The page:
Perhaps unsurprisingly, 44.1% of respondents reported being paid less than similarly qualified employees. A 2016 Pew Research center report supported the data on this enduring travesty with regard to race and gender. Additionally, Census Bureau data from as recently as 2018 showed that women of all races still earn 82 cents for every dollar earned by men.

Among the 48.4% of respondents who report being talked down to or treated as less capable than similarly qualified employees, several made poignant comments to back up their responses.

A 26-year-old biracial woman at a small Midwestern agency said, “I am constantly having to prove my case or strategies, even when the target audience I am marketing/optimizing for looks more like me than my colleagues. I am questioned constantly and asked to prove my work, despite being the only person at the company with the knowledge and skills to produce the work.”

And one technical SEO said, “I am a white, cisgendered woman, so I have a lot of privilege, but I still have clients who feel the need to verify my recommendations with their own ‘research’ (rudimentary Google search) or by checking my advice against the opinion of white men, many of whom have less experience than I do (‘My nephew learned about SEO in college, and he says …’).”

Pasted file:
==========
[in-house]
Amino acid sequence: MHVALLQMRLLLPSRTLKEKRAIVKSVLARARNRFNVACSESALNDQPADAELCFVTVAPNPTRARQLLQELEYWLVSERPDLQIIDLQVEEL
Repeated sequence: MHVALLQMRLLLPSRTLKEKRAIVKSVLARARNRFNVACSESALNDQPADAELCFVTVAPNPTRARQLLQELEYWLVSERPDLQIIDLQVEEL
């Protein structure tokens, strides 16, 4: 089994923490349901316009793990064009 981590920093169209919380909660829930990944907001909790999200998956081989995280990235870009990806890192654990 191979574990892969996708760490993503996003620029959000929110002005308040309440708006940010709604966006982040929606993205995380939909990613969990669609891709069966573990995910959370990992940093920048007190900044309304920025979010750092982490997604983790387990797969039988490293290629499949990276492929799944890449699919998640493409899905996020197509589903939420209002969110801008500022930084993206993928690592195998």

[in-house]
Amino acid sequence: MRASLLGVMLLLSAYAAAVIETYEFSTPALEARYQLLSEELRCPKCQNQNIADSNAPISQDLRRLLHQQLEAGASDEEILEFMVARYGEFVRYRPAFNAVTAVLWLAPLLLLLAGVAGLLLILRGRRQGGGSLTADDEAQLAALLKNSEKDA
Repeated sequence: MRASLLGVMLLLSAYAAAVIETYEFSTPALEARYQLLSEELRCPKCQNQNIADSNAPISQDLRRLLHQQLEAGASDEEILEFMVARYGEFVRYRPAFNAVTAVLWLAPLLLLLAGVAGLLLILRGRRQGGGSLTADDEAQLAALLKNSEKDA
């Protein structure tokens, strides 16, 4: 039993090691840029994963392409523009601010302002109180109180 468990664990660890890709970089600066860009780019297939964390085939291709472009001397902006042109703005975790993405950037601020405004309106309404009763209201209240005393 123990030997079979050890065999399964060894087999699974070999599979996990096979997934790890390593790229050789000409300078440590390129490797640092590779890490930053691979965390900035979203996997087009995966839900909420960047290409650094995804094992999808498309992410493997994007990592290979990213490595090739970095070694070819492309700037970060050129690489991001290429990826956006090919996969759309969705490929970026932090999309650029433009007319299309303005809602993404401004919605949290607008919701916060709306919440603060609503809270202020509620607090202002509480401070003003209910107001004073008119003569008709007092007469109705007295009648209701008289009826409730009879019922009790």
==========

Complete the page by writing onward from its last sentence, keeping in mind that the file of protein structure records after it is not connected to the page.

Other common verbal microaggressions reported by survey respondents include being addressed unprofessionally (41.3%), hearing crude or offensive jokes about race and ethnicity (36.1%), or about sexual orientation or gender identity (38.5%).

Drilling down: specific microaggression experiences by group

We asked SEOs in our survey about the types of microaggressions they’ve been exposed to in the field, and found that some types of microaggressions are more commonly experienced by certain groups. We sorted respondents into six groups based on gender, ethnicity, and LGBTQ+ orientation to see how different issues affected each demographic. In some cases, we found surprising results.

At least half of SEOs in each group registered the most common microaggression: being interrupted or spoken over. In all, 91.1% of straight, white, cisgender women and 90.7% of LGBTQ+ women report this happening to them, while a surprising 82.5% of straight, white, cisgender men share the experience. Men in the BIPOC group reported barely half as many incidences of this microaggression in their experience.

All three categories of women were most likely to report a pay gap and having their ideas stolen. Reports from straight, white, cisgender women (65.8%), LGBTQ+ women (60.5%), and BIPOC women (59.3%) were remarkably consistent, falling within just slightly more than six percentage points of one another.

Meanwhile, men in the BIPOC group were most likely to say they’d been passed over for a promotion (41.7%), followed closely by LGBTQ+ men (40%), and women (37.2%).